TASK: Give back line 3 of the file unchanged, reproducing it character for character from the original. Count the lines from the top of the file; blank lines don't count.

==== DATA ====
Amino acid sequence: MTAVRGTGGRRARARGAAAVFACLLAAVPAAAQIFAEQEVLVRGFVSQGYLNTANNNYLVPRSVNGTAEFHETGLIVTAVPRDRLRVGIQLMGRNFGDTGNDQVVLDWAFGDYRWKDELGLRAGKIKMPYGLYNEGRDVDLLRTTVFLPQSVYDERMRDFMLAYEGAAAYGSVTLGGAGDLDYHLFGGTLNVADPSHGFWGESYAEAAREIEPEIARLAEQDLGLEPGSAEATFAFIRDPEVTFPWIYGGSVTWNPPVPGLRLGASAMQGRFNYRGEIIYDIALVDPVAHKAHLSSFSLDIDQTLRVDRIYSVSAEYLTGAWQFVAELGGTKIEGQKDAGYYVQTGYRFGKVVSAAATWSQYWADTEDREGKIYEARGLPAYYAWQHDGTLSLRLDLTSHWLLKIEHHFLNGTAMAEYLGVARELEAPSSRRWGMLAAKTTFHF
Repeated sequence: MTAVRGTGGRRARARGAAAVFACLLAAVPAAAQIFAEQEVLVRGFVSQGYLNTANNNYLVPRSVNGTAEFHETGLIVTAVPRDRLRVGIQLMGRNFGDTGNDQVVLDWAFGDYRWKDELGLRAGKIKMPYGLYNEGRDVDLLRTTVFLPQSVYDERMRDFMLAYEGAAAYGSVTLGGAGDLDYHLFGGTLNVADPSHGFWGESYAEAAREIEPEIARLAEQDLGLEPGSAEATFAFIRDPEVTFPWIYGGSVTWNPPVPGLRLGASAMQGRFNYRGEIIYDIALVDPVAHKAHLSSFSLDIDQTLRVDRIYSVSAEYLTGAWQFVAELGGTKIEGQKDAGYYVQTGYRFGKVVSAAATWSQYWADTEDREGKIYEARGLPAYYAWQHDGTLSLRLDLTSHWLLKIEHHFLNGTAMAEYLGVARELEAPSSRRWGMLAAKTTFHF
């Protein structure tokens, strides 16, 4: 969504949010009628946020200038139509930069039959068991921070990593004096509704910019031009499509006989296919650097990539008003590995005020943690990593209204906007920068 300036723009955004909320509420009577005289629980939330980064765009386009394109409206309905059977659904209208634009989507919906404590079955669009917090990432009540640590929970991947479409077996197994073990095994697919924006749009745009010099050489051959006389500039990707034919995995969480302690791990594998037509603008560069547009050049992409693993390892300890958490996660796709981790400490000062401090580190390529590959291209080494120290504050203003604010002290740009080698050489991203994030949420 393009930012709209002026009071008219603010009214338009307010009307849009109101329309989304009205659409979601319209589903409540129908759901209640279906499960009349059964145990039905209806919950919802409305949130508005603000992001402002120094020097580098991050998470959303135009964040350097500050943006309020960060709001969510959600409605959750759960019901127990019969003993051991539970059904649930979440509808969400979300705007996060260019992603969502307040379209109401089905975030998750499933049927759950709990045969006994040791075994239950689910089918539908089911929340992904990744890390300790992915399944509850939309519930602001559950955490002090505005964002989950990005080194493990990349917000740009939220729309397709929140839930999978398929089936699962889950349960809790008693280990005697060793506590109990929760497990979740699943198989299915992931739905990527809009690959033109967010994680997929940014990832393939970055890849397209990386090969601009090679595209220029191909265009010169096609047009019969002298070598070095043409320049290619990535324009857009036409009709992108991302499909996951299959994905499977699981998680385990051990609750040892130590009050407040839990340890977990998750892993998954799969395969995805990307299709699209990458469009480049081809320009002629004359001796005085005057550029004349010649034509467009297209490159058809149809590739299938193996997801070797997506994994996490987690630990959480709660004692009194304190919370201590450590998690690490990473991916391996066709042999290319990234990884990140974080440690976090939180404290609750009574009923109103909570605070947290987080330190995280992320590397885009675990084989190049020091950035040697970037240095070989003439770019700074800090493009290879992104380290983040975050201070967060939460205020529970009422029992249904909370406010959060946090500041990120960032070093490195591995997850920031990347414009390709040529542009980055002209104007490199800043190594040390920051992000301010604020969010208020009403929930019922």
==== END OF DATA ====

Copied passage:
């Protein structure tokens, strides 16, 4: 969504949010009628946020200038139509930069039959068991921070990593004096509704910019031009499509006989296919650097990539008003590995005020943690990593209204906007920068 300036723009955004909320509420009577005289629980939330980064765009386009394109409206309905059977659904209208634009989507919906404590079955669009917090990432009540640590929970991947479409077996197994073990095994697919924006749009745009010099050489051959006389500039990707034919995995969480302690791990594998037509603008560069547009050049992409693993390892300890958490996660796709981790400490000062401090580190390529590959291209080494120290504050203003604010002290740009080698050489991203994030949420 393009930012709209002026009071008219603010009214338009307010009307849009109101329309989304009205659409979601319209589903409540129908759901209640279906499960009349059964145990039905209806919950919802409305949130508005603000992001402002120094020097580098991050998470959303135009964040350097500050943006309020960060709001969510959600409605959750759960019901127990019969003993051991539970059904649930979440509808969400979300705007996060260019992603969502307040379209109401089905975030998750499933049927759950709990045969006994040791075994239950689910089918539908089911929340992904990744890390300790992915399944509850939309519930602001559950955490002090505005964002989950990005080194493990990349917000740009939220729309397709929140839930999978398929089936699962889950349960809790008693280990005697060793506590109990929760497990979740699943198989299915992931739905990527809009690959033109967010994680997929940014990832393939970055890849397209990386090969601009090679595209220029191909265009010169096609047009019969002298070598070095043409320049290619990535324009857009036409009709992108991302499909996951299959994905499977699981998680385990051990609750040892130590009050407040839990340890977990998750892993998954799969395969995805990307299709699209990458469009480049081809320009002629004359001796005085005057550029004349010649034509467009297209490159058809149809590739299938193996997801070797997506994994996490987690630990959480709660004692009194304190919370201590450590998690690490990473991916391996066709042999290319990234990884990140974080440690976090939180404290609750009574009923109103909570605070947290987080330190995280992320590397885009675990084989190049020091950035040697970037240095070989003439770019700074800090493009290879992104380290983040975050201070967060939460205020529970009422029992249904909370406010959060946090500041990120960032070093490195591995997850920031990347414009390709040529542009980055002209104007490199800043190594040390920051992000301010604020969010208020009403929930019922």